Put simply, the idea behind quantification is to prioritize risks according to their potential for financial loss, thus allowing responsible people in a company to create budgets based on mitigation strategies that afford the best protection and return on investment. Now to the difficult part: how to incorporate cyber risk quantification. "Risk quantification starts with the evaluation of your organization's cybersecurity risk landscape," explained Tattersall. "As risks are identified, they are annotated with a potential loss amount and frequency which feeds a statistical model that considers the probability of likelihood and the financial impact." Tattersall continued, "When assessing cybersecurity projects, risk quantification supports the use of loss avoidance as a proxy for return on investment. Investments in tighter controls, assessment practices and risk management tools are ranked by potential exposure." According to Tattersall, companies are already employing cyber risk quantification. He offered the FAIR Institute's Factor Analysis of Information Risk as an example. The FAIR Institute website mentions their platform provides a model for understanding, analyzing and quantifying cyber risk and operational risk in financial terms.
It's not unusual for multiple nation-state attacker groups to target the same victim organization, nor even to reside concurrently and unbeknownst to one another while conducting their intelligence-gathering operations. But Supernova and the Orion supply chain attack demonstrate how nation-states also can have similar ideas yet different methods regarding how they target and ultimately burrow into the networks of their victims. Supernova homed in on SolarWinds' Orion by exploiting a flaw in the software running on a victim's server; Sunburst did so by inserting malicious code into builds for versions of the Orion network management platform. The digitally signed builds then were automatically sent to some 18,000 federal agencies and businesses last year via a routine software update process, but the attackers ultimately targeted far fewer victims than those who received the malicious software update, with fewer than 10 federal agencies affected as well as some 40 of Microsoft's own customers. US intelligence agencies have attributed that attack to a Russian nation-state group, and many details of the attack remain unknown.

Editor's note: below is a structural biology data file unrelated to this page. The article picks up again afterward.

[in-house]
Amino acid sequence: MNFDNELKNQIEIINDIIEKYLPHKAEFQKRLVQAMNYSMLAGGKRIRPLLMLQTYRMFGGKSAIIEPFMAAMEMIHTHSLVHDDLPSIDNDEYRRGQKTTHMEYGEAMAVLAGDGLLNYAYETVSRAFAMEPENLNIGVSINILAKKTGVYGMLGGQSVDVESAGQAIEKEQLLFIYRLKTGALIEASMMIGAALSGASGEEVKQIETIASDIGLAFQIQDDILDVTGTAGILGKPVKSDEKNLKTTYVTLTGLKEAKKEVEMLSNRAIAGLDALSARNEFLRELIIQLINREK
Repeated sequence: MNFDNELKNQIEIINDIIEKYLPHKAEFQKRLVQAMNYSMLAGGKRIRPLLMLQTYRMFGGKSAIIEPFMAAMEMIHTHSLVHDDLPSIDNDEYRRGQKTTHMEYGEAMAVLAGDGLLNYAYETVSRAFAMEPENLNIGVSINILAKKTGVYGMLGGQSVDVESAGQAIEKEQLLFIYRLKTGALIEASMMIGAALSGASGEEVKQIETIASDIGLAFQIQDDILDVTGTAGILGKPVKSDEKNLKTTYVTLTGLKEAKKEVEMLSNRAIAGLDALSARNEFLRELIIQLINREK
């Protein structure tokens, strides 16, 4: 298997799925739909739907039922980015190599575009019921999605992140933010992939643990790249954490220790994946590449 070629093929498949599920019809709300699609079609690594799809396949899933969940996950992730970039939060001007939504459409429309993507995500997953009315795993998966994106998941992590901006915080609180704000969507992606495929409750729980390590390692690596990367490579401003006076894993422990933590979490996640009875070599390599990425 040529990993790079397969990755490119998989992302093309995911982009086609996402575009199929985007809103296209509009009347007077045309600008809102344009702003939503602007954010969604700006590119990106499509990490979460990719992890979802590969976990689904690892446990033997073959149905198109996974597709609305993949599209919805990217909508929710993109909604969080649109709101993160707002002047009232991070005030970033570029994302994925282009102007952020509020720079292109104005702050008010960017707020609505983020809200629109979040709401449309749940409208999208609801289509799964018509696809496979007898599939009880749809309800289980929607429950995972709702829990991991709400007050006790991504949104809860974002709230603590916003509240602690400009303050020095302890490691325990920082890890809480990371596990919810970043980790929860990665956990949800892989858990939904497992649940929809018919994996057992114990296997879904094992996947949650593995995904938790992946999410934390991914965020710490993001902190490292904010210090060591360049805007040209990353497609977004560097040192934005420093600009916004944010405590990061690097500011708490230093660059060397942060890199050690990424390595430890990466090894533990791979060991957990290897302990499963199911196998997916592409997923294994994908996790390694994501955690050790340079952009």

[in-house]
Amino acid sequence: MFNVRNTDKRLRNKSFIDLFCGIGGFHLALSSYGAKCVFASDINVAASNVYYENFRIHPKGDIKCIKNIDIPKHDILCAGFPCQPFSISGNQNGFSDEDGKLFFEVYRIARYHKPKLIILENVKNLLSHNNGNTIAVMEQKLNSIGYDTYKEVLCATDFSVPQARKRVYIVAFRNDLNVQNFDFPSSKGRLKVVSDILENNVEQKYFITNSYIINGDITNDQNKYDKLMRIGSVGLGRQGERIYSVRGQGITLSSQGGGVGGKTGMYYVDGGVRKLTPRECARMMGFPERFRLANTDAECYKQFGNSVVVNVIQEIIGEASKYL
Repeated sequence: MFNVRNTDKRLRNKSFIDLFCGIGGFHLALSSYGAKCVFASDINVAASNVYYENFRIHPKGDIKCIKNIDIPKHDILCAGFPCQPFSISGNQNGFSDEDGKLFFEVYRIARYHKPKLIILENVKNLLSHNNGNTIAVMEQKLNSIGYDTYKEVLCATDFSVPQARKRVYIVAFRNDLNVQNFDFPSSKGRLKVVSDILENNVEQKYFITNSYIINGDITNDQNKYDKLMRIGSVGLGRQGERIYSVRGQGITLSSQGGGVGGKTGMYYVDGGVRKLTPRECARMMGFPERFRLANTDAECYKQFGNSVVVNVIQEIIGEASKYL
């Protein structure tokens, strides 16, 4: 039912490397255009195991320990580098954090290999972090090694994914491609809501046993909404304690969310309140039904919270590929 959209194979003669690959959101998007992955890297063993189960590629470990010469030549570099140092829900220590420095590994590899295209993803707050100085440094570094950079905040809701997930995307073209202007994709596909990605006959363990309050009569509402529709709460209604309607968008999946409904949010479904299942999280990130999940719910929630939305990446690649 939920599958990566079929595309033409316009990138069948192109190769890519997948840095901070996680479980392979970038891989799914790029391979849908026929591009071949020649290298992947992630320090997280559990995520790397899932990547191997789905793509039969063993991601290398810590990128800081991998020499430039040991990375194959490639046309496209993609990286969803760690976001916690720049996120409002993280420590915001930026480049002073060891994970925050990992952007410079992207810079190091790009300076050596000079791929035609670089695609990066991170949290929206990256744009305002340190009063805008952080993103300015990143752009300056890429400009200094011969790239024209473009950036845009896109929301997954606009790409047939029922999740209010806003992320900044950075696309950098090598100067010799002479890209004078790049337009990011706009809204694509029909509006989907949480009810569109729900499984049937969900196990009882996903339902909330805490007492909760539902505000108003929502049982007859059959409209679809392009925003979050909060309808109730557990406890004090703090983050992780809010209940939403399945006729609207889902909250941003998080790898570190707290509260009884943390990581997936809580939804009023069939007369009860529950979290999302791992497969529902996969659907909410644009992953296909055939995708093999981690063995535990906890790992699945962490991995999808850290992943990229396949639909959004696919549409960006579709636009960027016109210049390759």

For many businesses, the shift to remote working that occurred worldwide last year due to the Covid-19 outbreak brought with it an ‘always on’, omnichannel approach to customer service. As this looks set to continue meeting the needs of consumers, organisations must consider how they can protect their data continuously, with every change, update or new piece of data protected and available in real time. “Continuous data protection (CDP) is enabling this change, saving data in intervals of seconds – rather than days or months – and giving IT teams the granularity to quickly rewind operations to just seconds before disruption occurred,” said Levonai. “Completely flexible, CDP enables an IT team to quickly recover anything, from a single file or virtual machine right up to an entire site. “As more organisations join the CDP backup revolution, data loss may one day become as harmless as an April Fool’s joke. Until then, it remains a real and present danger.”... Businesses should back up their data by starting in reverse. Effective backup really starts with the recovery requirements and aligning to the business needs for continued service.
DevOps has been an evolution of breaking silos between Development and Operations to enable technical teams to be more effective in their work. However, in most organizations we still have other silos, namely: Business (Product) and IT (Tech). "BizDevOps" can be seen as an evolution from DevOps, where the two classical big silos in organizations are broken into having teams with the product and tech disciplines needed to build a product. This evolution is happening in many organizations, most of the times these are called "Product Teams". Is it enough to maximize impact as an organization? I don't think so, and that is the focus of my DevOps Lisbon Meetup talk and ideas around sociotechnical architecture and systems thinking I have been exploring. In a nutshell: we need empowered product teams, but teams must be properly aligned with value streams, which in turn must be aligned to maximize the value exchange with the customer. To accomplish this, we need to have a more holistic view and co-design of the organization structures and technical architecture.
It’s important to remember that each decision from a recruiter or hiring manager contributes to a vast dataset. AI utilizes these actions and learns the context of companies’ hiring practices. This nature makes it susceptible to bias when used improperly, so it is extremely critical to deploy AI models that are designed to minimize any adverse impact. Organizations can make sure humans are in the loop and providing feedback, steering AI to learn based on skill preferences and hiring requirements. With the ongoing curation of objective data, AI can help companies achieve recruiting efficiency while still driving talent diversity. One way hiring managers can distance themselves from political bias is by relying on AI to “score” candidates based on factors such as proficiency and experience, rather than data like where they live or where they attended college. In the future, AI might also be able to mask details such as name and gender to further reduce the risk of bias. With AI, team leaders receive an objective second opinion on hiring decisions by either confirming their favored candidate or compelling them to question whether their choice is the right one.